Review – Godzilla X Kong : The New Empire

The MonsterVerse has been described as “fun” many times throughout its history, and the new entry Godzilla X Kong : The New Empire is no exception. While the Monsterverse has been littered with mostly positive entries, there has been the occasional misstep (King of Monsters anyone?) The New Empire propels the series forward by putting the human characters last and letting Kong and the Hollow Verse be front and centre. While Godzilla is still a part of the story, this really is about Kong and his connection to Hollow Earth and finding more of his kind. It’s told with director Adam Wingard’s trademark use of neon colouring and synth sounds that have really carved out his idea of what the Monsterverse is. 

Set a few years after the events of the previous movie, Kong is living in Hollow Earth, settled into his new home, he is starting to feel the sting of being completely alone. He makes his way back to Earth through new access points that have opened up between the two places. His infected tooth is replaced by vet Trapper (Dan Stevens) the newest of the human cast. When Godzilla senses Kong in his territory and a greater threat rising from the uncharted territory of Hollow Earth, the two titans must once again team up to take down a threat that threatens to destroy both worlds. 

Stevens is the perfect addition to the cast, his romantic past with Ilene (Rebecca Hall) creates an interesting dynamic and their chemistry is really evident here. Unfortunately, Bernie (Brian Tyree Henry) is back and is just as annoying, if not more than the previous film. He offers nothing of substance apart from being the screamy, whiny annoying one that can apparently interpret Jia (Kaylee Hottle) dreams that are calling her down into Hollow Earth. The focus this time around is on the monsters, in particular Kong who takes the front and centre of the story as his exploration through Hollow Earth to find more of his kind is an engaging journey to watch. The majority of this is done with no dialogue and strikes a great balance in an otherwise very loud blockbuster story.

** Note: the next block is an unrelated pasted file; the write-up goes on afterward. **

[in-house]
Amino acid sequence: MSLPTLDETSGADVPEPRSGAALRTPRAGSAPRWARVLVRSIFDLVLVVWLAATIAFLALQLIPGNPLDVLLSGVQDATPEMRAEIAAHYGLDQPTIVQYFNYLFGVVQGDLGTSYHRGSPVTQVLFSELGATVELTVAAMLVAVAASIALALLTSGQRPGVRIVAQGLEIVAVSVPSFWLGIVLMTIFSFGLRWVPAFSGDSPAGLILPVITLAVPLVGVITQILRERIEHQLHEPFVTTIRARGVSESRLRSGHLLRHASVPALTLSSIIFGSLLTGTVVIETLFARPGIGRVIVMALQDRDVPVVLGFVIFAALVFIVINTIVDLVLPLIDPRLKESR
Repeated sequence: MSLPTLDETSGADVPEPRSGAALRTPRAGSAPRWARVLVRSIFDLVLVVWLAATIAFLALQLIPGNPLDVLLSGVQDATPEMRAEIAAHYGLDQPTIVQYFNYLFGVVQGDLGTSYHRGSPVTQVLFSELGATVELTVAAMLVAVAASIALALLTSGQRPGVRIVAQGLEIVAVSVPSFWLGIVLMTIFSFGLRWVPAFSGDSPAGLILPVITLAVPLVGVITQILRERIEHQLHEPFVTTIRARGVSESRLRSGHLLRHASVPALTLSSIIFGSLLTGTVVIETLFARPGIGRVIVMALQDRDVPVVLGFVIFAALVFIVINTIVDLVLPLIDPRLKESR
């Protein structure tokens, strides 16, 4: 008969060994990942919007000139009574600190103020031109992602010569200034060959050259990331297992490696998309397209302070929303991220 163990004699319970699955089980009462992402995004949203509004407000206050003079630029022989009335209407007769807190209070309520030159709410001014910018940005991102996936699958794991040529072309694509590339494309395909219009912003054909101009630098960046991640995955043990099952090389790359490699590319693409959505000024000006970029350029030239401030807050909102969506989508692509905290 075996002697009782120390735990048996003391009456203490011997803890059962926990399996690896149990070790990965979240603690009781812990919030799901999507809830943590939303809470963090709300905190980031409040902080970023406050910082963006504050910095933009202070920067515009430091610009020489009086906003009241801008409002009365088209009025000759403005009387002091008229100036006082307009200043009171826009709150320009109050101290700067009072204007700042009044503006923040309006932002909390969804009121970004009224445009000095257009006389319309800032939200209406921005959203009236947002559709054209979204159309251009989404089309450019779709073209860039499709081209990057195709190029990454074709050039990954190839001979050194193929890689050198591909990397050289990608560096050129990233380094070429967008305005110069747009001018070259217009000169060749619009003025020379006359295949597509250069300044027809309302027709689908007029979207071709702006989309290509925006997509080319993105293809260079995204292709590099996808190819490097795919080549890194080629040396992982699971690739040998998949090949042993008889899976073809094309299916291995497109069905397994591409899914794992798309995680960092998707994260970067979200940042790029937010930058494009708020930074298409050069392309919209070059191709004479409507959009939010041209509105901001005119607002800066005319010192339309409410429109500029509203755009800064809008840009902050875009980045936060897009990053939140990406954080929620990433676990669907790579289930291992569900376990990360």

Wingard puts his usual neon flair into the striking visuals of the monsters and the world they inhabit. Godzilla going Barbie pink is a nice mix up and adds to the colour palette that this series is well known for. The designs of the new creatures are close to Avatar, but definitely not from Pandora. There are a few surprises that I don’t wish to spoil, but the Kongs as seen in the trailer each have a unique design and their personalities all just fit well into the DK Country characters with Cranky Kong (Scar King), Diddy Kong (the orange baby one) and of course the main man Kong, who really leads front and centre here. 

Sidelining the human characters while still making them an important part of the story was a smart move. Honing in on Jia and Ilene and how they fit into this new world is fascinating to watch. Hottle steals every scene with her wide, curious eyes, and her relationship with Kong is still as sweet as it was in the last film. The mo-cap provided by Allan Henry for Kong and the other creatures helps the transition to a digital character have the soul and heart that this character requires in this film to embark on his journey. 

When the action sequences finally kick in, the film goes hard. There is an incredible sequence with no dialogue for 15 minutes with Titans v Titans, monsters vs monsters, smashing and bashing each other attempting to come out on top. This movie does a lot of country hopping making it feel like a truly international affair with portals from Hollow Earth popping out all over the planet. The sheer amount of anticipation when a Titan heads for a portal to see where they pop up was a key part of the excitement of this film. 

If you are heading into this film looking for cohesion or a complex arc, you will definitely not find it here. There is a sense of whimsy and fun in this series that is really dialled up to eleven in this story. The neon colour palette and links to Godzilla’s nuclear history is on clear display here and while he is sidelined for Kong to take the main story this time around, there is enough interaction to still deliver on big action. 

The recent Godzilla Minus One may make this film pale in comparison, however it is important to note that this franchise is completely separate and it’s important to keep the history of the Monsterverse in mind when consuming this film. It is a big, dumb, loud action flick that delivers on its promise of larger-than-life action sets that are best viewed on an IMAX screen (or the biggest one you can find!) 

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The MonsterVerse has been described as “fun” many times throughout its history, and the new entry Godzilla X Kong : The New Empire is no exception. While the Monsterverse has been littered with mostly positive entries, there has been the occasional misstep (King of...Review - Godzilla X Kong : The New Empire